Metallic photos of the sun by renowned photographer Greg Piepol bring together the best of art and science. Buy one or a whole set. They make a stellar gift.
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SPACE JUNK NARROWLY MISSES SPACE STATION: On June 28th, an unidentified piece of space junk came within ~250 meters of the ISS, forcing the crew to take shelter in a pair of docked Russian Soyuz spacecraft. They emerged about a half hour later after the object passed harmlessly by. This is the second time since March 2009 that the crew has had to take such precautions; it could happen even more frequently in future as the population of orbital debris continues to grow. Get the full story from NASA.
REMOTE SOLAR ECLIPSE: If the Moon covers the sun and no one is around to see it, did the eclipse actually happen? Philosophical riddles may be all we get on July 1st (0840 UT) when the Moon covers 9.7% of the solar disk. Receiving an actual picture of the partial eclipse is unlikely because of its very remote location:
"This Southern Hemisphere event is visible from a D-shaped region in the Antarctic Ocean south of Africa," says eclipse expert Fred Espenak of the Goddard Space Flight Center. "Such a remote and isolated path means that it may very well turn out to be the solar eclipse that nobody sees."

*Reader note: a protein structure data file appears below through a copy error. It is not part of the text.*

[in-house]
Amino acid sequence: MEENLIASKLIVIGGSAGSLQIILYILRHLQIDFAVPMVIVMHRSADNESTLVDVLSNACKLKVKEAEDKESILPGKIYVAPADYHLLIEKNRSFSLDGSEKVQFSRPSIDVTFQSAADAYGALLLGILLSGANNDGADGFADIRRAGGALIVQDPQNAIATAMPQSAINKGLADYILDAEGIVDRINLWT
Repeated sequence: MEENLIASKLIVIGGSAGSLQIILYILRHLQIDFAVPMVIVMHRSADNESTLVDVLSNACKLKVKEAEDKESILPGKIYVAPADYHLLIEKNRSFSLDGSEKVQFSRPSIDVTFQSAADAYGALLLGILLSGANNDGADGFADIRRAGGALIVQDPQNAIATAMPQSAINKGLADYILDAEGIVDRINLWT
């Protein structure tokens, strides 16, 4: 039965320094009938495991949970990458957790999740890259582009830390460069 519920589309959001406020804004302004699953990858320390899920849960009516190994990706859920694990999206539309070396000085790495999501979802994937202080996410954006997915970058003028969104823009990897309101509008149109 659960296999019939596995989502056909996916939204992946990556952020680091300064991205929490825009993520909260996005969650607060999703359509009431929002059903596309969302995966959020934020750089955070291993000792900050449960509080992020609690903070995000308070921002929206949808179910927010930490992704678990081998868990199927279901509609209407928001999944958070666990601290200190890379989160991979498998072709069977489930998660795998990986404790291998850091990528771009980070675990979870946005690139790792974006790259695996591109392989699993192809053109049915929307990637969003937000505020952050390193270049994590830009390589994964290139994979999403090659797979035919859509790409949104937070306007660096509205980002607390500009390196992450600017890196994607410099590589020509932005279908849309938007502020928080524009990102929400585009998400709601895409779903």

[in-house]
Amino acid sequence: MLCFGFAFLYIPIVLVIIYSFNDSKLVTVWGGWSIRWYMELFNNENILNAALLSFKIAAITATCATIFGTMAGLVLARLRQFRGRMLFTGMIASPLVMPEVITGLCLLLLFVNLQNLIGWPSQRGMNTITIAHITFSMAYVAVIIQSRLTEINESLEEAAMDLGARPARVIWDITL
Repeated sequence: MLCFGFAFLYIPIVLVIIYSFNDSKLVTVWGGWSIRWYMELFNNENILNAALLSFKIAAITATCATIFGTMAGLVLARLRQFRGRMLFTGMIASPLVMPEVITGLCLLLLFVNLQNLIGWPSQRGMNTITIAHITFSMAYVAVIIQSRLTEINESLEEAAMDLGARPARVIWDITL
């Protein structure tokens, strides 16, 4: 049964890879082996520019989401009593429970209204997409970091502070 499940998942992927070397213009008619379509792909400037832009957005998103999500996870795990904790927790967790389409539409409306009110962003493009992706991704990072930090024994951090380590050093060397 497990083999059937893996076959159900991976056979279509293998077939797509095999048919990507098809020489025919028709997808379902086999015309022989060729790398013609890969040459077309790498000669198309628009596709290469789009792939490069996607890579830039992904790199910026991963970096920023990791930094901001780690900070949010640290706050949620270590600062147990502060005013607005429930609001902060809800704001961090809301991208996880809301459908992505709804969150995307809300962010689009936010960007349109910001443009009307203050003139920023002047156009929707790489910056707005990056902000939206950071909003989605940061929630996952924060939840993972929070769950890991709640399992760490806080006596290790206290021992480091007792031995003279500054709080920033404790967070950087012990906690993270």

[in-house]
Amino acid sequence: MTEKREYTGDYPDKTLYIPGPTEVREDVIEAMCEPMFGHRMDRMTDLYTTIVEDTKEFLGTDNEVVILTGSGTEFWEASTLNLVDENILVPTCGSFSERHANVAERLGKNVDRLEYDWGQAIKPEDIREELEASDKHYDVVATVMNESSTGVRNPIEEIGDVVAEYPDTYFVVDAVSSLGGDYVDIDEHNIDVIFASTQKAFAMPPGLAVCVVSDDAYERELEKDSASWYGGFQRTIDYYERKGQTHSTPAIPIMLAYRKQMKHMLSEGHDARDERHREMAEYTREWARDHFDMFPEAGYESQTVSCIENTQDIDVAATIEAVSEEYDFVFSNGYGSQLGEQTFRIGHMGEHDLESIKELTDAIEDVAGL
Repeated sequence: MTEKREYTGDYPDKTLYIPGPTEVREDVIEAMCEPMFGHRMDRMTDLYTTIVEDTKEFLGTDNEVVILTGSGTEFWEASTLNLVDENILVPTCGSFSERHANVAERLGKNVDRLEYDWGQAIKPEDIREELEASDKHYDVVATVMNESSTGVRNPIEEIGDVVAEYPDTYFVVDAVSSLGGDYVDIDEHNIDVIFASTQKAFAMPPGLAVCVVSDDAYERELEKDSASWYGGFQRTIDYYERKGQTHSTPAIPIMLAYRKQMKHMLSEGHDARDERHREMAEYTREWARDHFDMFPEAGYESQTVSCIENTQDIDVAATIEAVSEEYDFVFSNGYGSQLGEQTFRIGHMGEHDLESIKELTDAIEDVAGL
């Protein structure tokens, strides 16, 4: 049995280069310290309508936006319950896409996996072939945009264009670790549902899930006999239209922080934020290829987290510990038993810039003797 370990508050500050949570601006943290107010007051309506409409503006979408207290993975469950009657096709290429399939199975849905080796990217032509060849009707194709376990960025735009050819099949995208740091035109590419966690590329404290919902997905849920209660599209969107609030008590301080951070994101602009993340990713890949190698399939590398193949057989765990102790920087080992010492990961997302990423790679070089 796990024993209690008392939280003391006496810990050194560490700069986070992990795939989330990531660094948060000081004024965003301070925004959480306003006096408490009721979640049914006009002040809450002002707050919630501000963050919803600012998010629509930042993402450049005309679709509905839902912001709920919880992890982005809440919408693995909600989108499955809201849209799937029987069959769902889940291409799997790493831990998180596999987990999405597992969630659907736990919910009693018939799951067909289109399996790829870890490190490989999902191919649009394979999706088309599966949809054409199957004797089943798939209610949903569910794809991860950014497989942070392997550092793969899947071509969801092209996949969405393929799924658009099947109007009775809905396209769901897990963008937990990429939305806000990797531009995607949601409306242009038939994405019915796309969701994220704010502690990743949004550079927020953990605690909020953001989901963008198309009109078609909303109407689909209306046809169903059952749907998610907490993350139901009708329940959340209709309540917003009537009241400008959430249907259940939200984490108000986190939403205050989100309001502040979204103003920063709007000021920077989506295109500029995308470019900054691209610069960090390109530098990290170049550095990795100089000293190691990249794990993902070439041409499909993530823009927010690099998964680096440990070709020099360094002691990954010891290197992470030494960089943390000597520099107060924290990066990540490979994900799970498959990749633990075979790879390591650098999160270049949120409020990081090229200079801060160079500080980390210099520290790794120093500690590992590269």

Just in case someone does see it, Spaceweather.com is staging a photo contest. To the photographer who submits the best picture of the event, we will pay $50.00 in cash and award a 6-month subscription to Spaceweather PHONE . Remote observers should submit their images here.
Eclipse resources: (1) animated map, (2) contact times, (3) webcasts--not!
ELECTRIC BLUE SUNSETS: The 2011 season for noctilucent clouds is gaining steam. Reports of electric-blue sunsets are now coming in from all the countries of northern Europe, Russia, Alaska and Canada. "We had our first sighting of NLCs on June 28th," reports Alan Dyer. He took this picture from Gleichen in southern Alberta:
"It was quite bright at 11:45 pm MDT local time and faded shortly after midnight," he says. "A nice display!"
Back in the 19th century, these mysterious clouds were confined to high latitudes, mainly around the poles. In recent years, however, NLCs have spread south to places such as Utah, Colorado, and perhaps even Virginia. Is this a sign of climate change? Some researchers think so. Sky watchers at all latitudes are encouraged to be alert for electric blue just after sunset or before sunrise; observing tips may be found in the 2009 NLC gallery.
more images: from Ivo Dinsbergs of Riga, Latvia; from John Houghton of Newtown Linford, Leicestershire; from Aurimas Dirse of Vilnius, Lithuania; from Barbara Grudzinska of Warsaw, Poland; from Richard Fleet of Pewsey Vale, Wiltshire, England;
June 2011 Aurora Gallery
[Aurora alerts: text, voice] [previous Junes: 2010, 2008, 2001]
June 15th Lunar Eclipse Gallery